Storing secrets in the vault

Galaxy can be configured to store secrets in an external vault, which is useful for secure handling and centralization of secrets management. In particular, information fields in the “Manage information” section of the user profile, such as AWS credentials, can be configured to be stored in an encrypted vault instead of the database. Vault keys are generally stored as key-value pairs in a hierarchical fashion, for example: /galaxy/user/2/preferences/aws/client_secret.

Vault backends

There are currently 3 supported backends.

Backend Description
hashicorp Hashicorp Vault is a secrets and encryption management system. https://www.vaultproject.io/
custos Custos is an NSF-funded project, backed by open source software that provides science gateways such as Galaxy with single sign-on, group management, and management of secrets such as access keys and OAuth2 access tokens. Custos secrets management is backed by Hashicorp's vault, but provides a convenient, always-on ReST API service.
database The database backend stores secrets in an encrypted table in the Galaxy database itself. It is a convenient way to get started with a vault, and while it supports basic key rotation, we recommend using one of the other options in production.

Configuring Galaxy

The first step to using a vault is to configure the vault_config_file setting in galaxy.yml.

galaxy:
  # Vault config file
  # The value of this option will be resolved with respect to
  # <config_dir>.
  vault_config_file: vault_conf.yml

Configuring vault_conf.yml

The vault_conf.yml file itself has two basic fields:

type: hashicorp  # required
path_prefix: /galaxy  # optional
...

The type must be a valid backend type: hashicorp, custos, or database. At present, only a single vault backend is supported. The path_prefix property indicates the root path under which to store all vault keys. If multiple Galaxy instances are using the same vault, a prefix can be used to uniquely identify the Galaxy instance. If no path_prefix is provided, the prefix defaults to /galaxy.

Vault configuration for Hashicorp Vault

type: hashicorp
path_prefix: /my_galaxy_instance
vault_address: http://localhost:8200
vault_token: vault_application_token

Vault configuration for Custos

type: custos
custos_host: service.staging.usecustos.org
custos_port: 30170
custos_client_id: custos-jeREDACTEDye-10000001
custos_client_sec: OGREDACTEDBSUDHn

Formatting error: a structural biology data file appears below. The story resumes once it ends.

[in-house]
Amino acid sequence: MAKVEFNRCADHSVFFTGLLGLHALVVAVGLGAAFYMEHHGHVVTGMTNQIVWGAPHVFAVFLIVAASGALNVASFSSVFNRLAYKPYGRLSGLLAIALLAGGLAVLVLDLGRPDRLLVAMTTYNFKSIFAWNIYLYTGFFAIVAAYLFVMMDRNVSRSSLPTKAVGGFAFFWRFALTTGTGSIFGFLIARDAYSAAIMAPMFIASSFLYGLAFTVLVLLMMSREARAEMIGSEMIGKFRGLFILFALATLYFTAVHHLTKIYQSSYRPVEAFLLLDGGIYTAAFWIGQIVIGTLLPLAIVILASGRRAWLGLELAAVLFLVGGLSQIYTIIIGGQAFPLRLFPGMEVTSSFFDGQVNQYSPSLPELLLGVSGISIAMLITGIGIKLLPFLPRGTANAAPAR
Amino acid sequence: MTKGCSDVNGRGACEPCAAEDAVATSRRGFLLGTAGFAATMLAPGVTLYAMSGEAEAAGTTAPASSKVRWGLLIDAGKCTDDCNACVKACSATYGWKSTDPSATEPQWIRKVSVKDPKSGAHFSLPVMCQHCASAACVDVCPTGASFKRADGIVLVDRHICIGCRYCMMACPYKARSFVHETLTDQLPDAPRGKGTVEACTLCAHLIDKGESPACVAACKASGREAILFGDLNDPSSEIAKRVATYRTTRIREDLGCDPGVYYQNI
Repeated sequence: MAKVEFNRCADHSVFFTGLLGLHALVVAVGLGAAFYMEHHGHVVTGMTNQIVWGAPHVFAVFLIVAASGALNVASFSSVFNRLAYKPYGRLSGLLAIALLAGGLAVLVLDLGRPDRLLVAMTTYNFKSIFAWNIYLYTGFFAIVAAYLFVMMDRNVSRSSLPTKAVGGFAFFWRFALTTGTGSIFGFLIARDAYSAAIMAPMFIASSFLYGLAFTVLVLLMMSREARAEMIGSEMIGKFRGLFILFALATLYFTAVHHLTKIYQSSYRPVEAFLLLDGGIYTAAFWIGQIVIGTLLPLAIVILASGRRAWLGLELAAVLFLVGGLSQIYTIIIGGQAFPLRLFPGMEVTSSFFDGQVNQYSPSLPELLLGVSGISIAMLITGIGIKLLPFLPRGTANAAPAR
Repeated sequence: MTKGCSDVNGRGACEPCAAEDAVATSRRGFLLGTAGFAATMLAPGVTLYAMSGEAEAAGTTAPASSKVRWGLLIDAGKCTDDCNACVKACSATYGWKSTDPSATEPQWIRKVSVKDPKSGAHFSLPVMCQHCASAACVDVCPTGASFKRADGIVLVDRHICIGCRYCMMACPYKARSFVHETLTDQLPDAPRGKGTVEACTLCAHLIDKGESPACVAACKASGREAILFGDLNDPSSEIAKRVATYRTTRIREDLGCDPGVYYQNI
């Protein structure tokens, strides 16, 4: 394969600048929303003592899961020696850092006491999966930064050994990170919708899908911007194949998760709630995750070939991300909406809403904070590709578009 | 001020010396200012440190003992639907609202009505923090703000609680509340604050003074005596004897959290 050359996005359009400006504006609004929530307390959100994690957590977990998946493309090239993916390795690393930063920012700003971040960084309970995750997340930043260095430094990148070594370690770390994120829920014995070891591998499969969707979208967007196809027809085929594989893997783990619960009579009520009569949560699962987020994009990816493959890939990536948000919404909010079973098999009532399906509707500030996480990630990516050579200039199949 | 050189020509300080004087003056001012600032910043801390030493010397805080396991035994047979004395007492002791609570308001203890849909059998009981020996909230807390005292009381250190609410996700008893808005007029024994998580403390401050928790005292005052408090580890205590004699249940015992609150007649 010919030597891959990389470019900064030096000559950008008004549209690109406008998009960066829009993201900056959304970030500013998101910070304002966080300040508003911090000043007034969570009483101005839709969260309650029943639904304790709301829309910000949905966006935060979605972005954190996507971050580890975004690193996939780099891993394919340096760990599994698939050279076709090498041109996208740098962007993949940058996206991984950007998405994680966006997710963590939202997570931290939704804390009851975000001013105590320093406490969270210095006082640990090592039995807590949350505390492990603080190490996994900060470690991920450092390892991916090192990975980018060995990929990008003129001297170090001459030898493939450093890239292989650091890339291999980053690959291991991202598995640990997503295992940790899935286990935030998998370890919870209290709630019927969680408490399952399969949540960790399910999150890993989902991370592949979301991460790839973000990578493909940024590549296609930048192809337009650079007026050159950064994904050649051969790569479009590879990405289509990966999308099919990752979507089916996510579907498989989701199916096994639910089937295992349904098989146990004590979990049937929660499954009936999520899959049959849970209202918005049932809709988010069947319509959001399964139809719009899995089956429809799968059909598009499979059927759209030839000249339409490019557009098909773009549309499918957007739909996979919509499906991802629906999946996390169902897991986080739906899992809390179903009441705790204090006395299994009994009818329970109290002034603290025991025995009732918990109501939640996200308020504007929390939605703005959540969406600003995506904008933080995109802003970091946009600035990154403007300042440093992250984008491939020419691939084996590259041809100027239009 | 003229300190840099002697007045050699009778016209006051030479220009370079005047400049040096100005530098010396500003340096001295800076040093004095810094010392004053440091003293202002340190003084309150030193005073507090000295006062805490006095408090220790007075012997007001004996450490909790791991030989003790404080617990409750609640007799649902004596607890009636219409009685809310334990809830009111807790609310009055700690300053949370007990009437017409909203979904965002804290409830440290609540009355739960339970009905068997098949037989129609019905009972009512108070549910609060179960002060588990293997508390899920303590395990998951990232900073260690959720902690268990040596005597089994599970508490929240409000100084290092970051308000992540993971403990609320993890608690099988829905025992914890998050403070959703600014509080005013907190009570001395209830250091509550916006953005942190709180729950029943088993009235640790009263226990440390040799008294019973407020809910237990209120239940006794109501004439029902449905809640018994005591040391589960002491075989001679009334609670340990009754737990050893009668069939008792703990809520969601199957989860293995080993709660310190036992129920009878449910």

Obtaining the Custos client id and client secret requires first registering your Galaxy instance with Custos. Visit usecustos.org for more information.

Vault configuration for database

type: database
path_prefix: /galaxy
# Encryption keys must be valid fernet keys
# To generate a valid key:
#
# Use the ascii string value as a key
# For more details, see: https://cryptography.io/en/latest/fernet/#
encryption_keys:
  - 5RrT94ji178vQwha7TAmEix7DojtsLlxVz8Ef17KWgg=
  - iNdXd7tRjLnSqRHxuhqQ98GTLU8HUbd5_Xx38iF8nZ0=
  - IK83IXhE4_7W7xCFEtD9op0BAs11pJqYN236Spppp7g=

Secrets stored in the database are encrypted using Fernet keys. Therefore, all listed encryption keys must be valid fernet keys. To generate a new Fernet key, use the following Python code:

from cryptography.fernet import Fernet
Fernet.generate_key().decode('utf-8')

If multiple encryption keys are defined, only the first key is used to encrypt secrets. The remaining keys are tried in turn during decryption. This is useful for key rotation. We recommend periodically generating a new fernet key and rotating old keys. However, before removing an old key, make sure that any data encrypted using that old key is no longer present or the data will no longer be decryptable.

Configuring user preferences to use the vault

The user_preferences_extra_conf.yml can be used to automatically route secrets to a vault. An example configuration follows:

preferences:
    googledrive:
        description: Your Google Drive account
        inputs:
            - name: client_id
              label: Client ID
              type: text
              required: True
            - name: client_secret
              label: Client Secret
              type: secret
              store: vault
              required: True
            - name: access_token
              label: Access token
              type: password
              store: vault
              required: True
            - name: refresh_token
              label: Refresh Token
              type: secret
              store: vault
              required: True

Note the store: vault property, which results in the property being stored in the vault. Note also that if you use type: password, the secret is sent to the client front-end, but specifying type: secret would mean that the values cannot be retrieved by the client, only written to, providing an extra layer of security.